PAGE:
Queen's School of Computing

Queen’s University is situated on traditional Anishinaabe and Haudenosaunee Territory.

Web page last changed: 2020-09-10 07:35

The Faculty of Arts and Science recommends that certain prose be communicated to students, particularly in course syllabi. Since the wording is standard, we've collected it all in one place. Some instructors might choose to reference this material instead of incorporating it directly in their syllabus; it is every bit a part of the syllabus as anything listed directly. Instructors may choose to reference this page while providing their own prose for some sections of it; their wording for those individual sections supersedes this page.

We've divided this information into several parts:

Intended Student Learning Outcomes

A full list of Learning Outcomes for Computing courses can be found on the School's website.

Location and timing of final exams

Arts and Science Regulation 8.2.1 states
The final or mid-year examination in any class offered in any Term or Session (including on-campus and online classes) must be written at the end of the appropriate Term or Session at the time scheduled by the Examinations Office. The final examination schedule may not be changed once the schedule is posted.
The exam dates for each Term are listed on the Faculty of Arts and Science webpage under "Important Dates." Student exam schedules for the Fall Term are posted via SOLUS immediately prior to the Thanksgiving holiday; for the Winter Term they are posted on the Friday before Reading Week, and for the Summer Term they are individually noted on the Arts and Science Online syllabi. Students should delay finalizing any travel plans until after the examination schedule has been posted. Exams will not be moved or deferred to accommodate employment, travel/holiday plans or flight reservations.

Also, Academic Regulation 8.3, states that students must write all final examinations in all on-campus courses on the Kingston campus. Since all Fall Computing courses are remote in Fall 2020, this will not affect you, but we are awaiting information on what will happen in the winter term.

For exams being offered remotely, Regulation 7.2.3. Restrictions on Assessment is waived. Remote exams will be allowed in the last two weeks of classes and in the study period designated by Senate prior to the examination period in order to accommodate the limited number of online proctoring seats available; this applies even to non-proctored tests.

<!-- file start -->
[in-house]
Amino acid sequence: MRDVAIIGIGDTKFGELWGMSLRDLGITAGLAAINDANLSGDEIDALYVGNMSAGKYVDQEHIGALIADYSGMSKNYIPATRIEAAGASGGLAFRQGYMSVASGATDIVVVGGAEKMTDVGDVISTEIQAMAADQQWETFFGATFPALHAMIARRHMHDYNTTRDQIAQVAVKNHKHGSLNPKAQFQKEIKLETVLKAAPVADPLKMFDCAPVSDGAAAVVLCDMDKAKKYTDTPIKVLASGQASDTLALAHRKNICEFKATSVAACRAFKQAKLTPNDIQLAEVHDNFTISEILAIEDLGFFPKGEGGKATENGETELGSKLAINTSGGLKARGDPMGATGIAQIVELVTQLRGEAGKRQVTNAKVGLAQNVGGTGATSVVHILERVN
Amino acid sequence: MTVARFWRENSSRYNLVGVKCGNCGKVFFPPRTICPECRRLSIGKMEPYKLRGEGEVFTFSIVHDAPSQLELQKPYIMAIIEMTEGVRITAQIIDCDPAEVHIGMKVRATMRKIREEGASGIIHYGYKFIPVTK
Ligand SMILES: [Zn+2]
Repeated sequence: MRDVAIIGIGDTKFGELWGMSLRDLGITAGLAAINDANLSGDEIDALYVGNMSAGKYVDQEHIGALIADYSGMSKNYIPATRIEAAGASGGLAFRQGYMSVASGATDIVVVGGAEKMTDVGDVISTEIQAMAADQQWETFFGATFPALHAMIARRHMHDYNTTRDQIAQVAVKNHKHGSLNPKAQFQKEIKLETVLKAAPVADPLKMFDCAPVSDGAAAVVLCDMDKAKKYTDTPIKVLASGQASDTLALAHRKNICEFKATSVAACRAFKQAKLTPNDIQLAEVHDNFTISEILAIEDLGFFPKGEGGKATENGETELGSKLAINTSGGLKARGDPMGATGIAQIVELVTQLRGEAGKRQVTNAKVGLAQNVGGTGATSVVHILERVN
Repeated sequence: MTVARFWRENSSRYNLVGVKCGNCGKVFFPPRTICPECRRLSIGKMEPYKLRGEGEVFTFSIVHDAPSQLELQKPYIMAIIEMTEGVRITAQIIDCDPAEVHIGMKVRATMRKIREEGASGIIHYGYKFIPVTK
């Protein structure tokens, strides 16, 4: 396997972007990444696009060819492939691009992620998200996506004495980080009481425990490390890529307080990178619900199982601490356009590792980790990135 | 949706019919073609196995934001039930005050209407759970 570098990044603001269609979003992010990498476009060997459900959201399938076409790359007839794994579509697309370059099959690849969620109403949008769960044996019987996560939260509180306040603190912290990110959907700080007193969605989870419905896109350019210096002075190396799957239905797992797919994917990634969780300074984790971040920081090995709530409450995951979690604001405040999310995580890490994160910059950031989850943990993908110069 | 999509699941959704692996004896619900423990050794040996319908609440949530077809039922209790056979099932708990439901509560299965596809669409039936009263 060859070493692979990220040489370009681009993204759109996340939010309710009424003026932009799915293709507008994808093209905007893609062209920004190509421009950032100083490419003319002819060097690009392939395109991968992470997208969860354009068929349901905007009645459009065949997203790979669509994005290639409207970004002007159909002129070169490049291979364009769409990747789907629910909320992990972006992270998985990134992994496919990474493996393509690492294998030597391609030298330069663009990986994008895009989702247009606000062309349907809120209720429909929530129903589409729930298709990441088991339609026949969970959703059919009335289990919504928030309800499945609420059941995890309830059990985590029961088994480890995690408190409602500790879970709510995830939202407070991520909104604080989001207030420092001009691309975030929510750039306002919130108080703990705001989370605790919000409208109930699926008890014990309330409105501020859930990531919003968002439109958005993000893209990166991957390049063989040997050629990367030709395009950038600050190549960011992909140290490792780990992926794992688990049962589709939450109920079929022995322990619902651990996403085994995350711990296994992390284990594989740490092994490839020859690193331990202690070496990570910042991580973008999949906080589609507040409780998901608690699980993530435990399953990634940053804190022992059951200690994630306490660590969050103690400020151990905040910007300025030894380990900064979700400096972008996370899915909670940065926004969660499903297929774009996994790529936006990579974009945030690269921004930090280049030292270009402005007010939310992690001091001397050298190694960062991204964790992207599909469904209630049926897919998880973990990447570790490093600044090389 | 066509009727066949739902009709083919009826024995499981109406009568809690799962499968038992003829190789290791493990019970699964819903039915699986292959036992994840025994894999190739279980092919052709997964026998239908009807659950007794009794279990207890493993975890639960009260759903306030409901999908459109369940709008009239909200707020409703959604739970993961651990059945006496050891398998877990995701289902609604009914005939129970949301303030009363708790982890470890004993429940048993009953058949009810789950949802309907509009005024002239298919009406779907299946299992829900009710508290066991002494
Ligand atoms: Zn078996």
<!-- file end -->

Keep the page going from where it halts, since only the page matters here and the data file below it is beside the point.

Academic Considerations and Accommodations

Academic considerations and accommodations are two different mechanisms for helping students in extenuating circumstances. If you have extenuating circumstances for missing a midterm or assignment deadline, or for long-term issues, see the Student Wellness website. You may want to read our explanation of the information in the following links, in advance of needing to use them so you understand the processes.


Queen's University is committed to achieving full accessibility for persons with disabilities. Part of this commitment includes arranging academic accommodations for students with disabilities to ensure they have an equitable opportunity to participate in all of their academic activities. The Senate Policy for Accommodations for Students with Disabilities was approved at Senate in November 2016. If you are a student with a disability and think you may need accommodations, you are strongly encouraged to contact Queen's Student Accessibility Services (QSAS) and register as early as possible. For more information, including important deadlines, please visit the QSAS website.


Queen’s University is committed to providing academic consideration to students experiencing extenuating circumstances that are beyond their control and are interfering with their ability to complete academic requirements related to a course for a short period of time, not to exceed three months. Students receiving academic consideration must meet all essential requirements of a course. See the Senate Policy on Academic Consideration for Students in Extenuating Circumstances